Fairly recently, screwtape2 and I had a debate in the postwhorehouse on Interference. The outcome of the debate was insubstantial: we ended up going around in the same circles, talked past each other a lot, and I don't think either of us really learnt much from the discussion. It would have been nice to have reached a conclusion or some kind of shared understanding, but in the end we abandoned the topic and moved on. Yet it's recurred in various forms since then, and it came to mind earlier when I was staring at a blank update screen. I don't mean for this post to be some attempt to present my side of the debate at the expense of Screwtape's perspective or anything like that. I just want to use it as a launching pad for my own reflections on why I am struggling to write.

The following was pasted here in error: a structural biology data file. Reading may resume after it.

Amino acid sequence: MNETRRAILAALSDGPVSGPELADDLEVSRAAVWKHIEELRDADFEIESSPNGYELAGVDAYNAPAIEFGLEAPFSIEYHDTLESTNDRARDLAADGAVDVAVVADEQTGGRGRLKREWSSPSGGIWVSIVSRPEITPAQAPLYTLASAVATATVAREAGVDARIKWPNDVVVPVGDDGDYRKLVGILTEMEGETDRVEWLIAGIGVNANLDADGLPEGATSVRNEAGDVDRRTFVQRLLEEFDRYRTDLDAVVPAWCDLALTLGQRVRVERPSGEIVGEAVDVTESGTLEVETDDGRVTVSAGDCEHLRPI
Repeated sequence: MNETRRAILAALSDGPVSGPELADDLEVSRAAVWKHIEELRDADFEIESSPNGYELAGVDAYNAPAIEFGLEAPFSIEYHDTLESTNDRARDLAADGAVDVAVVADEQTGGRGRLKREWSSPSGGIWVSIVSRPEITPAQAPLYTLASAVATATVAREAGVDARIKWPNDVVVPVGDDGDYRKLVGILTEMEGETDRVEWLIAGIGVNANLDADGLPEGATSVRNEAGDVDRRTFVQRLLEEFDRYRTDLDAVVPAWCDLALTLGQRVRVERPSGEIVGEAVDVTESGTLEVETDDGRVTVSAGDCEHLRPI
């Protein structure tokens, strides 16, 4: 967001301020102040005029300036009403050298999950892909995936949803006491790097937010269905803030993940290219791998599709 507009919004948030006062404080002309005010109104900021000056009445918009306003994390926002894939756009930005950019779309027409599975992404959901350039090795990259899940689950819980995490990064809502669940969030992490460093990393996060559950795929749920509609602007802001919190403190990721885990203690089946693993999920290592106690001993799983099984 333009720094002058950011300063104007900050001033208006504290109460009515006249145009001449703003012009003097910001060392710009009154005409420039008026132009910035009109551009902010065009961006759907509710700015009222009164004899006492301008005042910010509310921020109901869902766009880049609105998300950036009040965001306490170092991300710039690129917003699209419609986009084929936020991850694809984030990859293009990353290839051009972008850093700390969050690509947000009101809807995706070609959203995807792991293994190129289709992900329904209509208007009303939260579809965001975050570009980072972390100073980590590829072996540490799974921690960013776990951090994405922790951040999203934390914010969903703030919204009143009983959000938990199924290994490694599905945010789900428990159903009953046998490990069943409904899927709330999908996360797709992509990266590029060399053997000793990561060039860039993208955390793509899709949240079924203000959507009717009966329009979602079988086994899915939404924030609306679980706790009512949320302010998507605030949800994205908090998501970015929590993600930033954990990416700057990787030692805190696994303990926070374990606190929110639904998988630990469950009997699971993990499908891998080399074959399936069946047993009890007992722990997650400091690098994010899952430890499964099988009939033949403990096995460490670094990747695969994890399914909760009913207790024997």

Our conversation was about social apathy and the role of social activism. It was based around the observation that in the 1960s, universities were often a hotbed of political discontent, social protests, student movements, and the like. Then through the 1970s and 1980s we saw groups like Greenpeace and Amnesty International gain credibility and prominence in the mainstream. But now, all around me at university, I see apathy. When people try to promote some cause, whether it's the Socialist Alternative or the Young Nationals or the Greens or whoever from whatever side of the fence, it seems most listeners just roll their eyes. "Oh, here goes the Socialist Alternative again!" Or people will personally agree with a protest, but be unwilling to attend - they don't want to look "stupid". There seems to be this attitude of "well, mate, quietly, I agree with you, but tone it down, OK? You're making us all look crazy." Nobody wants to be perceived as a fringe loony. Perhaps it is a tendency to the centre, to moderation, or if you want to look at it more negatively, to some uninspired, conformist shade of beige signifying nothing.